– that is language. The language of Dickens’ works is sometimes beyond one’s
expectations – it is full of metaphors, similes, repetitions and other
impressive devices. At the bottom of this stylistic pyramid, however, lies that
basic, but effective technique known as providing the reader with the sense of
reality. The text abounds in sensual details which enable the reader not only
to imagine the setting and the type of literary character, but also to get the
feeling of involvement into the events of the novel. Being quite perplexed with
the elaborate plot of "Bleak House”, one can revel in the way the author
presents the information. For a true connoisseur of literary art the language
of Dickens’ works may seem an exquisite pleasure to read; but even for an
unsophisticated reader it is a great opportunity to take delight in very
powerful observations of a famous author.
It is noticeable that
sensual details prevail over the rest of the literary devices used in the text.
In my opinion, this makes the text airy while set phrases and speech clichés usually
burden the narration with unnecessary ponderousness. At the same time, it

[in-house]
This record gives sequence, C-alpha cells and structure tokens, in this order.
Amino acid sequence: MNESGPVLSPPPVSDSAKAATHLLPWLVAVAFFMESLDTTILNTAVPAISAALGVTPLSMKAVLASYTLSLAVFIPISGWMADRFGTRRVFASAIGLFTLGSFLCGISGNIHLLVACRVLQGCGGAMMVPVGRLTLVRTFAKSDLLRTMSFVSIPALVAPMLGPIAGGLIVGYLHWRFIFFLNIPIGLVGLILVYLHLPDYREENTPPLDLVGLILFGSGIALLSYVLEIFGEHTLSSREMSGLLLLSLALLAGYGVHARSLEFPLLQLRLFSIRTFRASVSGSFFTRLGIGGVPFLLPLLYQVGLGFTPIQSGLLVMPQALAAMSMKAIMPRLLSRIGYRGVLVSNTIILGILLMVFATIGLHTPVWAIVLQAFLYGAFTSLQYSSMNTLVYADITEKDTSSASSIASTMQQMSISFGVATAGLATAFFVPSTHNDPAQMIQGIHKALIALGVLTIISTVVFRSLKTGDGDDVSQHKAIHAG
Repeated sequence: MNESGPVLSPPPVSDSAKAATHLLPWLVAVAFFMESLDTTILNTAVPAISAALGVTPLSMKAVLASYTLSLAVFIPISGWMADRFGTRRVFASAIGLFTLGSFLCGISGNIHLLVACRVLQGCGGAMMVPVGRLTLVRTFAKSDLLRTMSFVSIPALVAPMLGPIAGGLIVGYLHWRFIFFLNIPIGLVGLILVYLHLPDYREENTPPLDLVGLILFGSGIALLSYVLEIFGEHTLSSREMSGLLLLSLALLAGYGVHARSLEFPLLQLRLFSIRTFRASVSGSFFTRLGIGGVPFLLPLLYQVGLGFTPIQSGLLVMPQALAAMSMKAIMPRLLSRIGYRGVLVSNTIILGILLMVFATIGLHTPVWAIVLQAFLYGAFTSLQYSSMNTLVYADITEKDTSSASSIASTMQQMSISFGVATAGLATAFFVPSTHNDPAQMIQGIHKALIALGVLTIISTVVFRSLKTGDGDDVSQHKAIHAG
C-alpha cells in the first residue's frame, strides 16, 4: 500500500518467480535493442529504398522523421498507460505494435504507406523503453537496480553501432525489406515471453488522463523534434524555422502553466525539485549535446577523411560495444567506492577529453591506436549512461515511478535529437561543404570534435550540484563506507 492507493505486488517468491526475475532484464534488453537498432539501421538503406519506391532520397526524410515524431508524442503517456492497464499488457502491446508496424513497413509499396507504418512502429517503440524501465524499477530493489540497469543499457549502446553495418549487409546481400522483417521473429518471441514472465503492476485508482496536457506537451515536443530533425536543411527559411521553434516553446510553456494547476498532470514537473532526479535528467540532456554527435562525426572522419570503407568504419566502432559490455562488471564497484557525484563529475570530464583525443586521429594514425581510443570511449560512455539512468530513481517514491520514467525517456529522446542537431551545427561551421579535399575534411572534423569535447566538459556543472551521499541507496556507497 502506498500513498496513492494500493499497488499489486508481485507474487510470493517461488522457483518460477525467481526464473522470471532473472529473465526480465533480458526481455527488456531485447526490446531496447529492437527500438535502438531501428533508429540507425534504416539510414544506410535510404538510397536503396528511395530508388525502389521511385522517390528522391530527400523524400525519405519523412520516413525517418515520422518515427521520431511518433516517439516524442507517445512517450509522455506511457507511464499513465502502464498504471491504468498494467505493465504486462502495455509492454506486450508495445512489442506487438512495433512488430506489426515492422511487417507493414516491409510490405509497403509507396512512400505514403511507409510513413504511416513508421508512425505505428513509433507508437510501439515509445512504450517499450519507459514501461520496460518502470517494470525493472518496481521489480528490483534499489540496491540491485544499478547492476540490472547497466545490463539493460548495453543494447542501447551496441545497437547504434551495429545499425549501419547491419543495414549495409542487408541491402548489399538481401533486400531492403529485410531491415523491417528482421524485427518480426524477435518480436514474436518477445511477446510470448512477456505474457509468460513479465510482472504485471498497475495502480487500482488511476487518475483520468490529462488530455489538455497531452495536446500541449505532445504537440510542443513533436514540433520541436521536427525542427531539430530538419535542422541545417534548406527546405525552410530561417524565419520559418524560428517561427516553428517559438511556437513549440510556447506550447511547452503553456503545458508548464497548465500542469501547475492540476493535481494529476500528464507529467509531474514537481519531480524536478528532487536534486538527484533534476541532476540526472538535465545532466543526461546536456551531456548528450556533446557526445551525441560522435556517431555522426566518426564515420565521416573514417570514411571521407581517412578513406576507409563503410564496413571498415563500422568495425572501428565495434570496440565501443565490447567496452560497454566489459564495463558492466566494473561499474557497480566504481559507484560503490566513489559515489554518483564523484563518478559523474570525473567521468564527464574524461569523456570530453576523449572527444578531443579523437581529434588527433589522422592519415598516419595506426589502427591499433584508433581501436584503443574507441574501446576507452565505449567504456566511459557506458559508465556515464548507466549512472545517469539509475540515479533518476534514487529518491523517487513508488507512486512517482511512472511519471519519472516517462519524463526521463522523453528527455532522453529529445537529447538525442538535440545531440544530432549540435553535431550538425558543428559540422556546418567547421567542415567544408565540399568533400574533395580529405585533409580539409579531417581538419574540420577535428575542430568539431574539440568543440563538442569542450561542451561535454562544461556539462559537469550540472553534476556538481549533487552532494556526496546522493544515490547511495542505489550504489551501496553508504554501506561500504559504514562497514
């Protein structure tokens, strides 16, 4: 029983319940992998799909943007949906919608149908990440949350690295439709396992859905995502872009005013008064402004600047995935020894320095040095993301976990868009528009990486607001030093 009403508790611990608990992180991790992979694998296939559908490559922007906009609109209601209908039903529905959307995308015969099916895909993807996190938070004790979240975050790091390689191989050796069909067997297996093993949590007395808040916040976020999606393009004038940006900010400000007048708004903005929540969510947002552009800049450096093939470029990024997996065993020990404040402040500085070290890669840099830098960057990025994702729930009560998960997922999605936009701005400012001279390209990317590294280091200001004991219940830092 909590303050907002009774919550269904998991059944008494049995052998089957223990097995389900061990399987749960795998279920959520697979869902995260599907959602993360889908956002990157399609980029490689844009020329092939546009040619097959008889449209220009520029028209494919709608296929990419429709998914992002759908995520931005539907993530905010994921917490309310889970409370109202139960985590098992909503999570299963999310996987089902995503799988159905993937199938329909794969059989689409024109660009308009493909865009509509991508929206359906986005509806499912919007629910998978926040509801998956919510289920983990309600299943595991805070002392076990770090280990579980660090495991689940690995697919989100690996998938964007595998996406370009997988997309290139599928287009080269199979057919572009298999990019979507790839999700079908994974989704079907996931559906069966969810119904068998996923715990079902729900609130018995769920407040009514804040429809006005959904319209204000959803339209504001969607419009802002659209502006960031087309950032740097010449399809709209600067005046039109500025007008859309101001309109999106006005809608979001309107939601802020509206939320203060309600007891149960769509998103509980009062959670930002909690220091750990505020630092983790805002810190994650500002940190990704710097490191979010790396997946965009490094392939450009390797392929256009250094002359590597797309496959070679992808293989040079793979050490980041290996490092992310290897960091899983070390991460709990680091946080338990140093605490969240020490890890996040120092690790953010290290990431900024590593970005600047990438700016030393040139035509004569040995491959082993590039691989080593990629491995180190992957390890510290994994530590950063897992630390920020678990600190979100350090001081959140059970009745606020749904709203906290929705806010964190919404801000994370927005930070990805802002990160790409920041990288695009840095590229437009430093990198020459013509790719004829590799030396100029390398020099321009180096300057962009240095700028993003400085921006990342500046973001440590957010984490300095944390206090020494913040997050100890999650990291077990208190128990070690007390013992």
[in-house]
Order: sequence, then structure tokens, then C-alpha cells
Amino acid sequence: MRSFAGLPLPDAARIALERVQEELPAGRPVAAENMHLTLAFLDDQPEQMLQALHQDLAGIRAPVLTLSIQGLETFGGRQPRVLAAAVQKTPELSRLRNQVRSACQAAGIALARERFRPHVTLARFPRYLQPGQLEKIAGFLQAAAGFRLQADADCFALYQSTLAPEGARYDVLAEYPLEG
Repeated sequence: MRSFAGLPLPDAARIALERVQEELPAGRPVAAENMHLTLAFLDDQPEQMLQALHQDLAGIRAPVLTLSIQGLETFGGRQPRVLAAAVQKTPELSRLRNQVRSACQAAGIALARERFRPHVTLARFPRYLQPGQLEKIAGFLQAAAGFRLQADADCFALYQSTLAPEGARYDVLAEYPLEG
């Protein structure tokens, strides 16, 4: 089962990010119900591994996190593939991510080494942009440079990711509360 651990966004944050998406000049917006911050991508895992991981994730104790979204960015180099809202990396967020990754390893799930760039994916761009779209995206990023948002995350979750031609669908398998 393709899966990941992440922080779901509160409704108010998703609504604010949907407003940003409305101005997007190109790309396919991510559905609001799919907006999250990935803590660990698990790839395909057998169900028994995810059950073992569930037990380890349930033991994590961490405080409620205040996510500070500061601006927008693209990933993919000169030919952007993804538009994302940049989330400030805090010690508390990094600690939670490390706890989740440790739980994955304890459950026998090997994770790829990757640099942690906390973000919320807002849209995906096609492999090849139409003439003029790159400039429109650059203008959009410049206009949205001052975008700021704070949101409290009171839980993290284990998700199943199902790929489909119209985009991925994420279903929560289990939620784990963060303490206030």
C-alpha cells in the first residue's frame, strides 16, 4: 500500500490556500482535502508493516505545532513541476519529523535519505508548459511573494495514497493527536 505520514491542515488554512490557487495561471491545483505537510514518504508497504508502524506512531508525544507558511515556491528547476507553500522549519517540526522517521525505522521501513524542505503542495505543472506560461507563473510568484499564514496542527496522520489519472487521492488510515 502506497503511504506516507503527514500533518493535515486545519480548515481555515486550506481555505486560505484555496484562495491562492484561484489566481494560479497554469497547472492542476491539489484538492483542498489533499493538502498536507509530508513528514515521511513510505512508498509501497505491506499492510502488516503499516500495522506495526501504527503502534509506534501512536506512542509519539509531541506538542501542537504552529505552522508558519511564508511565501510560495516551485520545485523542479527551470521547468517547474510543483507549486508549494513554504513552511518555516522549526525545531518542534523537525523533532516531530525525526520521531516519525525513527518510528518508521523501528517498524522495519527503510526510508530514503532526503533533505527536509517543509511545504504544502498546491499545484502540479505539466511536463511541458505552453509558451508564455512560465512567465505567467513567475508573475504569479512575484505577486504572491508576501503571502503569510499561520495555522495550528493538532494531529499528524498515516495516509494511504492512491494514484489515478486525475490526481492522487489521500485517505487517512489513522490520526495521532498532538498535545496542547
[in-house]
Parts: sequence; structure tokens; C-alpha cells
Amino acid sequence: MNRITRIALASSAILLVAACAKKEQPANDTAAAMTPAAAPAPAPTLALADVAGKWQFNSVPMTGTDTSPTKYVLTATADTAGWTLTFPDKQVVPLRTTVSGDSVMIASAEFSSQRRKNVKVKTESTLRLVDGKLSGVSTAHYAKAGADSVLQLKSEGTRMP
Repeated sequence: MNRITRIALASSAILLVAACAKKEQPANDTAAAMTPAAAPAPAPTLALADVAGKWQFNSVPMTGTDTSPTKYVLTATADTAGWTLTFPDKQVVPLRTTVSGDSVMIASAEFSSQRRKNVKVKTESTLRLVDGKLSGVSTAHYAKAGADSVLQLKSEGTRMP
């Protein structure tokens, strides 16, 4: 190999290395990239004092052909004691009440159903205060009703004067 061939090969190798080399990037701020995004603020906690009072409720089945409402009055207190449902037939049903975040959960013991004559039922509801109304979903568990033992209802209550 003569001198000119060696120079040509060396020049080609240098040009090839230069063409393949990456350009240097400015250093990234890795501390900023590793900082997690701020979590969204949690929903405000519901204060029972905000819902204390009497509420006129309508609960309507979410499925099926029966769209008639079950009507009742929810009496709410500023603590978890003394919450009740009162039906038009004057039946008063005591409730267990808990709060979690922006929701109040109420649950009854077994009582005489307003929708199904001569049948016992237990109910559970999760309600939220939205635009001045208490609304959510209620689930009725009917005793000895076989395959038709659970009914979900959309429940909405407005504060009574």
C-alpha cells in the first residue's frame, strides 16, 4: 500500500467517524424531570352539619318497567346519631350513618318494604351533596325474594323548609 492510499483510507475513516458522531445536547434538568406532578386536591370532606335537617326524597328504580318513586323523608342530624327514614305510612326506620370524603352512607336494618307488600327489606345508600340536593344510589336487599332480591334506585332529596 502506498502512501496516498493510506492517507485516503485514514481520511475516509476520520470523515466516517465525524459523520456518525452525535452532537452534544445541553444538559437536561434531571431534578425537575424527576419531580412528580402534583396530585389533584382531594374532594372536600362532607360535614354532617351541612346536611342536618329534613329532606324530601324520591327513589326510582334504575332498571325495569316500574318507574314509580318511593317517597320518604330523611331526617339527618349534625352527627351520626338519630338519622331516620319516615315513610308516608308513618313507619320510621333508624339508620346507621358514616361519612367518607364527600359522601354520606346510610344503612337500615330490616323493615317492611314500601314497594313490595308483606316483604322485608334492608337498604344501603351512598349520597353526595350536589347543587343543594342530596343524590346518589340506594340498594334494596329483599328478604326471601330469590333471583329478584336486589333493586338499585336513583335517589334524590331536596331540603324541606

facilitates the text with colorful expressions and complete transfer of the
message, images and moods.
One of the central images
rendered through many episodes is weather. "The vases on the stone terrace in
the foreground catch the rain all day; and the heavy drops fall ‑ drip, drip,
drip ‑ upon the broad flagged pavement…” Things which are very concrete in meaning are used as a perfect
description of rainy and gloom weather. They give the reader the sense of
never-stopping drizzle, soaking people’s clothes and minds, creating the whole
atmosphere of the novel. Here we can
also find an example of onomatopoeia – an imitation of sounds of natural phenomena.All this is of great help to make the reader get the meaning of the
symbols in the novel – rain and foggy weather.
"The room, which was strewn with papers and nearly filled by a great writing‑table” is a vivid description of size
and volume. This sensual detail, using hyperbole as a basis, renders an image
of a room being crammed with a large piece of furniture (dirty and littered to
an unimaginable extent) which leaves no space for anything else. The picture of
the untidy room is accompanied by the description of its dwellers: "But what
principally struck us was a jaded and unhealthy‑looking though by no means
plain girl at the writing‑table, who sat biting
the feather of her pen and staring at us. I suppose nobody ever was in such a state of ink”. Each detail suggests a
certain conclusion about the character. The nervous state of the girl is
rendered through the remark "biting the
feather of her pen”; her day-and-night killing work leaves her no time to
put herself to rights.
In general, sensual details are of great
importance when describing a character’s personality. "I felt that I was
choking again <…> But I gave the housekeeping keys the least shake in the